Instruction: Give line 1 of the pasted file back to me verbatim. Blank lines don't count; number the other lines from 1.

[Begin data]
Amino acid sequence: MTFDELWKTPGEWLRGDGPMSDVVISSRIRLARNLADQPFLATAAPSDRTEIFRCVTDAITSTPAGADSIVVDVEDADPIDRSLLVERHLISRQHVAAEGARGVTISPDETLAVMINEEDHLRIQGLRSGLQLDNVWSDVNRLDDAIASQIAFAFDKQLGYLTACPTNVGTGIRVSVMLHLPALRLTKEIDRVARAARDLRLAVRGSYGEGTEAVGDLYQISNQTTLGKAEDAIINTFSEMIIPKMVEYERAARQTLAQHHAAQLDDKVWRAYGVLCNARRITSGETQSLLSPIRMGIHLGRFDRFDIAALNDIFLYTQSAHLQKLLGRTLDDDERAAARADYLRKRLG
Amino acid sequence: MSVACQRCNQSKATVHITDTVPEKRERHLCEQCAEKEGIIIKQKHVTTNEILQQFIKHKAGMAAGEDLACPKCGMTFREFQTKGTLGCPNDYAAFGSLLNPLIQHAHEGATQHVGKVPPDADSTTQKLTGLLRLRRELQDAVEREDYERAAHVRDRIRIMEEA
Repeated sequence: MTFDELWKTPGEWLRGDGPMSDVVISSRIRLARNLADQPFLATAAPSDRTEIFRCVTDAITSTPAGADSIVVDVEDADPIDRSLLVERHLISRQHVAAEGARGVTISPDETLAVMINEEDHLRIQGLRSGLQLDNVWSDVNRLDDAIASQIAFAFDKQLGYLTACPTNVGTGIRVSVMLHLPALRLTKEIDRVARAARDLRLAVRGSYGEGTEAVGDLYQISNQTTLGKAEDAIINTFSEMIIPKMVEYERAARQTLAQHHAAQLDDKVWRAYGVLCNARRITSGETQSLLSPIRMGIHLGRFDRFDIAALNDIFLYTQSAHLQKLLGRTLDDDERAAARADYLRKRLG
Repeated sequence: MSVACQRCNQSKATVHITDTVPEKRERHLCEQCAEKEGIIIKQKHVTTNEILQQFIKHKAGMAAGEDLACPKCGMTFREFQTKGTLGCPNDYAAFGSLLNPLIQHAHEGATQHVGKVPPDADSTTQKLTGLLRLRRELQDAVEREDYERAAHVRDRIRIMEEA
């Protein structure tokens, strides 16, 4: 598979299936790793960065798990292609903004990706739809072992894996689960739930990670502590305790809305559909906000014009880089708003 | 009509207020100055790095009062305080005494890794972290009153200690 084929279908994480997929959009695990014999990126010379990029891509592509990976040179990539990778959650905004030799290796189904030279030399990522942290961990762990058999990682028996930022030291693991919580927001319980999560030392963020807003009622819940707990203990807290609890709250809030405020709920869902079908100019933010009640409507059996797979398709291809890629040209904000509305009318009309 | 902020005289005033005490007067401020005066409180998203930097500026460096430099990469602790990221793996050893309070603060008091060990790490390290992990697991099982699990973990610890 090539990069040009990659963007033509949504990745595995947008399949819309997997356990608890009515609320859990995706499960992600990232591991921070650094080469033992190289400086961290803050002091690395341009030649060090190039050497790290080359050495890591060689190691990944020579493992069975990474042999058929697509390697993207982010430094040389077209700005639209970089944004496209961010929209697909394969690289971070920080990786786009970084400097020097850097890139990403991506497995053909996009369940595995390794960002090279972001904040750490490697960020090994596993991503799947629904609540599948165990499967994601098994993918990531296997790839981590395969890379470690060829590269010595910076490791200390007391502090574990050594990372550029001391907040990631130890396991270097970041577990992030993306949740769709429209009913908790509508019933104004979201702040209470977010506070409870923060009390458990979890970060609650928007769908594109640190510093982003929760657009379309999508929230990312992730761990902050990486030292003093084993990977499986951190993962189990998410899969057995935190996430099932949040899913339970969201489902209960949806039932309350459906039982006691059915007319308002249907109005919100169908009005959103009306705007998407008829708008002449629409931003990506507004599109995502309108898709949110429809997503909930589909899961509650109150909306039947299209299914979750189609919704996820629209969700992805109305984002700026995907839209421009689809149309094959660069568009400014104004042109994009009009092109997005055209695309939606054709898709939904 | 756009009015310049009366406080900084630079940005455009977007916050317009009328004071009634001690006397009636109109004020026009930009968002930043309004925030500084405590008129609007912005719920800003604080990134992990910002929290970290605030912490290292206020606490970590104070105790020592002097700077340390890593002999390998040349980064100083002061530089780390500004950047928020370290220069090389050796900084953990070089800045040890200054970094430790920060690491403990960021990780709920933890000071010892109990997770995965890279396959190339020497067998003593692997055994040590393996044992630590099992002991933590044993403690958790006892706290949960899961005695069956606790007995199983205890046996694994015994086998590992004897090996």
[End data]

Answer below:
Amino acid sequence: MTFDELWKTPGEWLRGDGPMSDVVISSRIRLARNLADQPFLATAAPSDRTEIFRCVTDAITSTPAGADSIVVDVEDADPIDRSLLVERHLISRQHVAAEGARGVTISPDETLAVMINEEDHLRIQGLRSGLQLDNVWSDVNRLDDAIASQIAFAFDKQLGYLTACPTNVGTGIRVSVMLHLPALRLTKEIDRVARAARDLRLAVRGSYGEGTEAVGDLYQISNQTTLGKAEDAIINTFSEMIIPKMVEYERAARQTLAQHHAAQLDDKVWRAYGVLCNARRITSGETQSLLSPIRMGIHLGRFDRFDIAALNDIFLYTQSAHLQKLLGRTLDDDERAAARADYLRKRLG